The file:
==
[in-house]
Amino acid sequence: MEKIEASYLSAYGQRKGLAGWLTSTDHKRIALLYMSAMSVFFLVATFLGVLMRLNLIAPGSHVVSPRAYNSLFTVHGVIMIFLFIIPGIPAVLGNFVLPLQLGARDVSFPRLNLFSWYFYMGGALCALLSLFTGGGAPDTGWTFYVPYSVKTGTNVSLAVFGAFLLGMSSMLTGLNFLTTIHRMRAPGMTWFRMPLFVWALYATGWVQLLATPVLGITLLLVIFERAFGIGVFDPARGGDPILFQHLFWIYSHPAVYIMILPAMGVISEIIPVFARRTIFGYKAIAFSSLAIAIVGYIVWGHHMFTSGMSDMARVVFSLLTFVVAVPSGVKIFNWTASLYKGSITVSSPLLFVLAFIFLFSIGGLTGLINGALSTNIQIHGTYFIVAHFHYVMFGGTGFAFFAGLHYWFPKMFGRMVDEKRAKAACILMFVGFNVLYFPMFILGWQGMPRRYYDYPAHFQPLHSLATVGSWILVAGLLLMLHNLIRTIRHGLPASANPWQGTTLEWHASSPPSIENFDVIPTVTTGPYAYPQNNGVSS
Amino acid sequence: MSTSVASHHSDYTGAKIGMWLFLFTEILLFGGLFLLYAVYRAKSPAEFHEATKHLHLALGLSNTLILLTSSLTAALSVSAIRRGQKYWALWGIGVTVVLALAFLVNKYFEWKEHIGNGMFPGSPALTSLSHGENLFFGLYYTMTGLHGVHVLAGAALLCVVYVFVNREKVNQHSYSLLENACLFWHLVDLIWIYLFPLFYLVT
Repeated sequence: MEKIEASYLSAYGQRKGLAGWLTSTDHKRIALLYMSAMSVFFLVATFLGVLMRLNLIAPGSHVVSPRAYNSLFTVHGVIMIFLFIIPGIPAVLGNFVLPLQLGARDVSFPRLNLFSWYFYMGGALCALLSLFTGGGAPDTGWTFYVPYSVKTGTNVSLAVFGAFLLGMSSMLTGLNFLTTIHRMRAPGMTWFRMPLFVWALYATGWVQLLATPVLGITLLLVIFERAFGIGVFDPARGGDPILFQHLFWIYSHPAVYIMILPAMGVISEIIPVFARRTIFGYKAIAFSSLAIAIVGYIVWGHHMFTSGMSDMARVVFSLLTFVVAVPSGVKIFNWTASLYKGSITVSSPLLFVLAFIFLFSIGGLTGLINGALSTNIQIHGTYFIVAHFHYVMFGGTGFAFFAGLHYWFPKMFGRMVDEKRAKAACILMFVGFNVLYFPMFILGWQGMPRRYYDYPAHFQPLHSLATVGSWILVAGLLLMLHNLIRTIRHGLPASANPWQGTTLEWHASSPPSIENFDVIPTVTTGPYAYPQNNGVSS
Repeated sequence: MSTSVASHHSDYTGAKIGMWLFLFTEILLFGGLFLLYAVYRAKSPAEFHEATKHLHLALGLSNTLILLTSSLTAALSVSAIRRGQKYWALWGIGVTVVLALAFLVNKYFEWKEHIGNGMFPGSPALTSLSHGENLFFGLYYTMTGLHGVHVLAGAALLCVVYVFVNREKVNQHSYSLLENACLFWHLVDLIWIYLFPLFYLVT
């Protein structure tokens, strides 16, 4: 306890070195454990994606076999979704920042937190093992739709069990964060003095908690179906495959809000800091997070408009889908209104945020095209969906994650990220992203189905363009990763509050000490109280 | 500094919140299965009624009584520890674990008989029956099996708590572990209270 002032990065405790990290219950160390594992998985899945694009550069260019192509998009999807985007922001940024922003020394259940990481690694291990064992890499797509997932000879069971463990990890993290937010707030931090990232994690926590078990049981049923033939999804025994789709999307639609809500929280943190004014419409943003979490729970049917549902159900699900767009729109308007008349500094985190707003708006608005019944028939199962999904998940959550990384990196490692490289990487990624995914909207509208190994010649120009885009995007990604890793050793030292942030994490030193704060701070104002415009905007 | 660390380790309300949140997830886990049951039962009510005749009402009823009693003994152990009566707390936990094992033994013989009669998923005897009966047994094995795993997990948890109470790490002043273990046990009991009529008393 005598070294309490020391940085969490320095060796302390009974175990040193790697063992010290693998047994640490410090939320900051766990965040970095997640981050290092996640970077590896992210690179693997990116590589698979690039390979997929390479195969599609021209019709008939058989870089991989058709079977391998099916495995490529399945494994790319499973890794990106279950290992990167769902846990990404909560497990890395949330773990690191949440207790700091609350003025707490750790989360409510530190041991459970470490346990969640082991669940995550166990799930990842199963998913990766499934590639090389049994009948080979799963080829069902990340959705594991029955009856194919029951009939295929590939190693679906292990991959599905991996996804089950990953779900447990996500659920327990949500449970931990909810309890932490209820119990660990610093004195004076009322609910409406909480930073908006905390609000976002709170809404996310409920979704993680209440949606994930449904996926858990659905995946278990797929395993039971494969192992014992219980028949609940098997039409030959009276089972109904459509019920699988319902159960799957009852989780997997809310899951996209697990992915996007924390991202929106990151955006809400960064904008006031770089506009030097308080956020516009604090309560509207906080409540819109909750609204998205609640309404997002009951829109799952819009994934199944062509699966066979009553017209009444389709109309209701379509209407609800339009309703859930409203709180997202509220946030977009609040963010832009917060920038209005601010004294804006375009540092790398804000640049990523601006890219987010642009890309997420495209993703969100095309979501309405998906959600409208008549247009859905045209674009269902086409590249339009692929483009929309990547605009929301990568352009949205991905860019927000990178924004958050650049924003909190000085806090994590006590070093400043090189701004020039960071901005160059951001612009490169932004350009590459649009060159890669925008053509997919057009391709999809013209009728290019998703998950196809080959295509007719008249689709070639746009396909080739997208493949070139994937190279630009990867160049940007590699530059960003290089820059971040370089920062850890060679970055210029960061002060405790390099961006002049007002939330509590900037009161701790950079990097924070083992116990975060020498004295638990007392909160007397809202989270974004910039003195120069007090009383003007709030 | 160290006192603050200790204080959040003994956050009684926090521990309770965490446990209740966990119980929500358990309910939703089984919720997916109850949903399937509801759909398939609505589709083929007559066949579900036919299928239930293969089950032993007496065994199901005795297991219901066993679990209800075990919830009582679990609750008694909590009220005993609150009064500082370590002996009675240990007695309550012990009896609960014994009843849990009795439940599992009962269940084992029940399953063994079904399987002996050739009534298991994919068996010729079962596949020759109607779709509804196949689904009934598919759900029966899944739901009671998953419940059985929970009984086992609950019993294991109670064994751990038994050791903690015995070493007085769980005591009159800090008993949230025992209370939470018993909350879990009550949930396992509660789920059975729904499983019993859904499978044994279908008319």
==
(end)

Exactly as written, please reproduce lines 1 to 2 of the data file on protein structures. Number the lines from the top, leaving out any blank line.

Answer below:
[in-house]
Amino acid sequence: MEKIEASYLSAYGQRKGLAGWLTSTDHKRIALLYMSAMSVFFLVATFLGVLMRLNLIAPGSHVVSPRAYNSLFTVHGVIMIFLFIIPGIPAVLGNFVLPLQLGARDVSFPRLNLFSWYFYMGGALCALLSLFTGGGAPDTGWTFYVPYSVKTGTNVSLAVFGAFLLGMSSMLTGLNFLTTIHRMRAPGMTWFRMPLFVWALYATGWVQLLATPVLGITLLLVIFERAFGIGVFDPARGGDPILFQHLFWIYSHPAVYIMILPAMGVISEIIPVFARRTIFGYKAIAFSSLAIAIVGYIVWGHHMFTSGMSDMARVVFSLLTFVVAVPSGVKIFNWTASLYKGSITVSSPLLFVLAFIFLFSIGGLTGLINGALSTNIQIHGTYFIVAHFHYVMFGGTGFAFFAGLHYWFPKMFGRMVDEKRAKAACILMFVGFNVLYFPMFILGWQGMPRRYYDYPAHFQPLHSLATVGSWILVAGLLLMLHNLIRTIRHGLPASANPWQGTTLEWHASSPPSIENFDVIPTVTTGPYAYPQNNGVSS